After Dortmund reached the Champions League final last year, they would love to replicate their fairytale run. But does the current team have enough in the tank to pull off another fantastic achievement?
Jürgen Klopp finds it hard to control his emotions. Last Saturday referee Deniz Aytekin sent the Borussia Dortmund coach off to watch the last few minutes of the game from the East Stand. Klopp later accepted yet another 10,000 euro fine ($13,000) for misconduct.
Klopp had vented his frustration for the most of the afternoon. He was displeased by some of the referee's calls, but also at the sluggishness of his side in their response to the opponents' assertiveness.
For the fourth time this season, Dortmund lost a league match before they head off to a UEFA Champions League encounter. Just a few days before the first leg in St Petersburg, Klopp's men went down 3-0 at Hamburg SV. Prior to that they had also lost to Bayer Leverkusen, Borussia Mönchengladbach and VfL Wolfsburg.
It seems Dortmund finds it hard to be successful both in the Bundesliga and in the European club competition at the same time.
Last season, when Borussia Dortmund reached the final at Wembley, the problem was more apparent: Dortmund lost six of the 24 matches either before or after a European match, and drew in a further five league games.
It's important to note that Borussia Dortmund were out of Europe by Christmas in both of their back-to-back title win seasons. Even so, the problem was evident then with Klopp's rampant side dropping a sizeable proportion of all lost points around Champions League fixtures in 2011/12; there were back-to-back defeats in September 2011 against Hertha BSC and Hannover around a European tie with Arsenal.
The current season shows that Dortmund's weakened squad is struggling: Several players have suffered muscular or non-impact injuries, while others have soldiered on with a decline in performance levels.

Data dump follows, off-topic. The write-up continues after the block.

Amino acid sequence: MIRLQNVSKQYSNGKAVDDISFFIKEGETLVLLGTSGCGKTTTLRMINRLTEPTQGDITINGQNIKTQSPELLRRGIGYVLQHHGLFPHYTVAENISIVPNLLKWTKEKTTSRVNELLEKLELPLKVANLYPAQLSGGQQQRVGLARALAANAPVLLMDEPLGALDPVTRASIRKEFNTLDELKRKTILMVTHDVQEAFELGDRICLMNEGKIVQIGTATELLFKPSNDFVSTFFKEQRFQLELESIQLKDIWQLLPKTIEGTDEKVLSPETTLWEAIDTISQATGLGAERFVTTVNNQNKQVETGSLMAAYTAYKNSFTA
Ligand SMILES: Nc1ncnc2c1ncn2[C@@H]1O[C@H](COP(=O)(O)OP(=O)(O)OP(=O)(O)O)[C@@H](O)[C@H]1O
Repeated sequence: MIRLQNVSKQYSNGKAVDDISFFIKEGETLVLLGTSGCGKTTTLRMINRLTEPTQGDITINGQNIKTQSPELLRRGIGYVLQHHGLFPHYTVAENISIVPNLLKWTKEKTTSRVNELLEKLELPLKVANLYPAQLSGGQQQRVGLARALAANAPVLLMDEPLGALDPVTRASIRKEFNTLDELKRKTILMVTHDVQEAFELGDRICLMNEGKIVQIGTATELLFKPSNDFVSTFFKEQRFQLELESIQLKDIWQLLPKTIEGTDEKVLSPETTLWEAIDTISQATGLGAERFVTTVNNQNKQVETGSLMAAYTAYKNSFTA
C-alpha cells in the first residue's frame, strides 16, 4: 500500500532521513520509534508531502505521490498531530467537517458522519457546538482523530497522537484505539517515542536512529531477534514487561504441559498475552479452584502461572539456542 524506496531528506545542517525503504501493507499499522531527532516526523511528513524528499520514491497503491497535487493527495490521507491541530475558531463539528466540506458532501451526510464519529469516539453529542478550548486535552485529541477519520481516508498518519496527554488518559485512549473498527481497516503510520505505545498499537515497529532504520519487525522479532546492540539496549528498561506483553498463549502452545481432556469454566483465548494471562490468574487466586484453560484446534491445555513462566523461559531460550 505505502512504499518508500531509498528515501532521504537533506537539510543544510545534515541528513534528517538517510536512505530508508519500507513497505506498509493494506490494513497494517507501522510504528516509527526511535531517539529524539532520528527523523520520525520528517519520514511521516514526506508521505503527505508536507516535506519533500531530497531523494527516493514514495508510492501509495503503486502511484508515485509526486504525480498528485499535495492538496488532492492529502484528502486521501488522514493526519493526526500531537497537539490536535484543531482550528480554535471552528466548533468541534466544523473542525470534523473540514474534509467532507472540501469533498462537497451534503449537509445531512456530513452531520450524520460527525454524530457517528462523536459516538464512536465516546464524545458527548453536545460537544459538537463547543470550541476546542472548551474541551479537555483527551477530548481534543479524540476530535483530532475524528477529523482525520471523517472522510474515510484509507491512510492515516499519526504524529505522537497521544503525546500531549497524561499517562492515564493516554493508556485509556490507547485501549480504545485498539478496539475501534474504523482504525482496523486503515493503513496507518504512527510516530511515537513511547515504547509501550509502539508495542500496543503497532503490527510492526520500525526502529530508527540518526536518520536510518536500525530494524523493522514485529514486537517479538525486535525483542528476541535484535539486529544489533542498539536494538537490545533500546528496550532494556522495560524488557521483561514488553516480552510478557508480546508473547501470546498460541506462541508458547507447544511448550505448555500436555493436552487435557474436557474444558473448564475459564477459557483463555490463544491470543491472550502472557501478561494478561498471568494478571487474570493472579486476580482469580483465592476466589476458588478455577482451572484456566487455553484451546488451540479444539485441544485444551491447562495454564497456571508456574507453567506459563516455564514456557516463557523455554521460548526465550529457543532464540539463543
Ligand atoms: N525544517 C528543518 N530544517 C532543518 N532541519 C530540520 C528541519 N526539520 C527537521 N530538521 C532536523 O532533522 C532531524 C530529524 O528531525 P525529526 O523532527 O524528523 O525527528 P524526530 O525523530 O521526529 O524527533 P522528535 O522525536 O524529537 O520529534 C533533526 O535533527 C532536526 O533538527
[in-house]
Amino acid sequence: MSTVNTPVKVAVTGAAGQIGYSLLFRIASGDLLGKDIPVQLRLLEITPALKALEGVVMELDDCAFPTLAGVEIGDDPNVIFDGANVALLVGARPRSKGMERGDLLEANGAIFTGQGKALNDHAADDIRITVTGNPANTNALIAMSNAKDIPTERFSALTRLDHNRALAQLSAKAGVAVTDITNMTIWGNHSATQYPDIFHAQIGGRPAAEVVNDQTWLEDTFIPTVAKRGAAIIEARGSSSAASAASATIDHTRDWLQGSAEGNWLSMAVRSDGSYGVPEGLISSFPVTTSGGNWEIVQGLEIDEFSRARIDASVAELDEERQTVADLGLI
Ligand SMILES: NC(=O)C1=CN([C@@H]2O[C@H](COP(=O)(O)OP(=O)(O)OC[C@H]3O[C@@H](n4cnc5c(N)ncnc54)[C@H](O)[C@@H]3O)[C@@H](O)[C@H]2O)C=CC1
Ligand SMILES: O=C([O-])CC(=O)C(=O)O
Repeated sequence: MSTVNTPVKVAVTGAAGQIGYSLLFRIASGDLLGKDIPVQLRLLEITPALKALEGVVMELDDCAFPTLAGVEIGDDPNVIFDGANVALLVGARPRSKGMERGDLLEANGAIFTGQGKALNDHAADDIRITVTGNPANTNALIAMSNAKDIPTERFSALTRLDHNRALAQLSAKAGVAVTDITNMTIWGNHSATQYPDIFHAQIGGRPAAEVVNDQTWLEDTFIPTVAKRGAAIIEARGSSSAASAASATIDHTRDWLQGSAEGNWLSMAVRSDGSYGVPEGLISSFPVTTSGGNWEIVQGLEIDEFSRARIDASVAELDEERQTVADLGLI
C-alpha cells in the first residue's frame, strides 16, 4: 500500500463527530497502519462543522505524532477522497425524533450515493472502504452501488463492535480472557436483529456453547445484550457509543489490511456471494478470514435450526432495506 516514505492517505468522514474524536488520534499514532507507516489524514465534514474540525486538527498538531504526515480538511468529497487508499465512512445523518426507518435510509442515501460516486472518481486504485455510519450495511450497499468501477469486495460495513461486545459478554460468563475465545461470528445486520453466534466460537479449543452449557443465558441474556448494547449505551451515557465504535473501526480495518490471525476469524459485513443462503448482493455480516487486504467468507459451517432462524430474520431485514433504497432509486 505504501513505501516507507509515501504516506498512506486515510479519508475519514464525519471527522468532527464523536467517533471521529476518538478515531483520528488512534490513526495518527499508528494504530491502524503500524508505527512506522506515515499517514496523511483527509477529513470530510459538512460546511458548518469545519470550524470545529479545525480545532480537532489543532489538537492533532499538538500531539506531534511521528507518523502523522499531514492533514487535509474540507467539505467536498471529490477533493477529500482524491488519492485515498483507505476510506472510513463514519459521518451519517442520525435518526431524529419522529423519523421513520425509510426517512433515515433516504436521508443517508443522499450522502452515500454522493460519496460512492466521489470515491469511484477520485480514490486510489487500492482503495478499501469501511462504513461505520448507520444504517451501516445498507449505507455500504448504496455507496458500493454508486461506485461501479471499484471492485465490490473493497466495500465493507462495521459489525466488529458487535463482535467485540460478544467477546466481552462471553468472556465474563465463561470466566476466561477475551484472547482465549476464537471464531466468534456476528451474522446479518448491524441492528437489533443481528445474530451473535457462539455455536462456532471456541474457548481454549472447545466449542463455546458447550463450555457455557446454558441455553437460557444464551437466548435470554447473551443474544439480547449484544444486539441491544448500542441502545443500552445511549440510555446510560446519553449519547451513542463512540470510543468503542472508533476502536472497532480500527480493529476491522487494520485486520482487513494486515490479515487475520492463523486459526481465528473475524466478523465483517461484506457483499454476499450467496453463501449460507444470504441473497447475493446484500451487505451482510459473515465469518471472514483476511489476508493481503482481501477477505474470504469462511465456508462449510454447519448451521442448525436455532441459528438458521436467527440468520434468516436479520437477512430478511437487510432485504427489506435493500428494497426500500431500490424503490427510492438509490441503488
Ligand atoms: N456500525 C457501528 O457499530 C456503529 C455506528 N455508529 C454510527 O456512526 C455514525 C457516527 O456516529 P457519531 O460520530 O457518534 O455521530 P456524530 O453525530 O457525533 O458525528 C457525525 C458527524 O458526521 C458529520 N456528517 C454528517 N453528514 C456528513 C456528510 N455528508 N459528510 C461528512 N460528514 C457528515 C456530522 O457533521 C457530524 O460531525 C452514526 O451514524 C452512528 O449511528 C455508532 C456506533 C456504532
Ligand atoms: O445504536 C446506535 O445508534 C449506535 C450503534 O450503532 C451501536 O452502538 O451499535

The insistence from the coaching team to press aggressively in midfield and to place a focus on high-tempo football have taken their toll with six core players missing on matchday 25. While defender Mats Hummels returned from an ankle injury, but Henrikh Mkhitaryan was suspended, and both Marco Reus and Sven Bender picked up thigh muscle strains.
Eyes on the big prize
Dortmund's tired squad will be looking to quickly complete the task of moving on to the quarterfinal with the aggregate cushion of two goals and the extra away goal advantage from the 4-2 first leg win.
Reus is not being excluded by Klopp – Mkhitaryan also returns from a league ban – but Dortmund will need to consider the strains on Robert Lewandowski who completed 90 minutes on Saturday following injury problems that prompted his coach to allocate him only an hour before the match.
For Dortmund, the Champions League is where everything lies this season.
They have saved some of their most vigorous performances for Europe's top competition in the hope of going one step further than last season. The chance to defeat Bayern this time may be enough to stimulate their minds, but the depleted team needs some smart management to channel the right resources into their European efforts.